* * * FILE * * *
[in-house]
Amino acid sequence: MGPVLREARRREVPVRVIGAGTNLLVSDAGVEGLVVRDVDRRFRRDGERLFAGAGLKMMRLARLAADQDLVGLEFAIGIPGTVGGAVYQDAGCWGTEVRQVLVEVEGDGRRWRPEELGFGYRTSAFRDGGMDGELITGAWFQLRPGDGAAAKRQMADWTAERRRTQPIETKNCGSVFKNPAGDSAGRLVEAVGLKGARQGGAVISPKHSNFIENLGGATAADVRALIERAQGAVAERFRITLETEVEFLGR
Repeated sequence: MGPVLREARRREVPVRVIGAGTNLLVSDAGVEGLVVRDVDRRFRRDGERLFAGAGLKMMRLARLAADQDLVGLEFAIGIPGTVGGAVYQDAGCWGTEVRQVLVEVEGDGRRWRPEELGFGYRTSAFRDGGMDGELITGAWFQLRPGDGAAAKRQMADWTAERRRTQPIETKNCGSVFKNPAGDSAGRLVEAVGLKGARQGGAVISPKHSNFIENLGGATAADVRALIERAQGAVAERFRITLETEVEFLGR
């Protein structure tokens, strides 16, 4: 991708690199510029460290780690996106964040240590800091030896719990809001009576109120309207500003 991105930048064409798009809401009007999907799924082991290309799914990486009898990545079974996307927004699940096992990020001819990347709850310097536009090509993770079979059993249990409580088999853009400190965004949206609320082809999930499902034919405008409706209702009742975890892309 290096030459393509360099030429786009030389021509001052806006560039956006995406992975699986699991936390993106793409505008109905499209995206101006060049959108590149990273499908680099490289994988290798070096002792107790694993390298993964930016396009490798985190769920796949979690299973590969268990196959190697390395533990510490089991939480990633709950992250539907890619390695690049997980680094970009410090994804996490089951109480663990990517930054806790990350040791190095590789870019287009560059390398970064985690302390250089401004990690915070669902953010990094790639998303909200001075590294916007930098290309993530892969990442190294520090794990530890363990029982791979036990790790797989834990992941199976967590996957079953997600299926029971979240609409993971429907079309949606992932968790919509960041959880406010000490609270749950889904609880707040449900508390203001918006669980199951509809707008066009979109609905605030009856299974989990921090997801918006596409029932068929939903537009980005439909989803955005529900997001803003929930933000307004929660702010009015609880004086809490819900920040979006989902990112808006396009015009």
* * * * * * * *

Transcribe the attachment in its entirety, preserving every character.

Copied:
[in-house]
Amino acid sequence: MGPVLREARRREVPVRVIGAGTNLLVSDAGVEGLVVRDVDRRFRRDGERLFAGAGLKMMRLARLAADQDLVGLEFAIGIPGTVGGAVYQDAGCWGTEVRQVLVEVEGDGRRWRPEELGFGYRTSAFRDGGMDGELITGAWFQLRPGDGAAAKRQMADWTAERRRTQPIETKNCGSVFKNPAGDSAGRLVEAVGLKGARQGGAVISPKHSNFIENLGGATAADVRALIERAQGAVAERFRITLETEVEFLGR
Repeated sequence: MGPVLREARRREVPVRVIGAGTNLLVSDAGVEGLVVRDVDRRFRRDGERLFAGAGLKMMRLARLAADQDLVGLEFAIGIPGTVGGAVYQDAGCWGTEVRQVLVEVEGDGRRWRPEELGFGYRTSAFRDGGMDGELITGAWFQLRPGDGAAAKRQMADWTAERRRTQPIETKNCGSVFKNPAGDSAGRLVEAVGLKGARQGGAVISPKHSNFIENLGGATAADVRALIERAQGAVAERFRITLETEVEFLGR
């Protein structure tokens, strides 16, 4: 991708690199510029460290780690996106964040240590800091030896719990809001009576109120309207500003 991105930048064409798009809401009007999907799924082991290309799914990486009898990545079974996307927004699940096992990020001819990347709850310097536009090509993770079979059993249990409580088999853009400190965004949206609320082809999930499902034919405008409706209702009742975890892309 290096030459393509360099030429786009030389021509001052806006560039956006995406992975699986699991936390993106793409505008109905499209995206101006060049959108590149990273499908680099490289994988290798070096002792107790694993390298993964930016396009490798985190769920796949979690299973590969268990196959190697390395533990510490089991939480990633709950992250539907890619390695690049997980680094970009410090994804996490089951109480663990990517930054806790990350040791190095590789870019287009560059390398970064985690302390250089401004990690915070669902953010990094790639998303909200001075590294916007930098290309993530892969990442190294520090794990530890363990029982791979036990790790797989834990992941199976967590996957079953997600299926029971979240609409993971429907079309949606992932968790919509960041959880406010000490609270749950889904609880707040449900508390203001918006669980199951509809707008066009979109609905605030009856299974989990921090997801918006596409029932068929939903537009980005439909989803955005529900997001803003929930933000307004929660702010009015609880004086809490819900920040979006989902990112808006396009015009």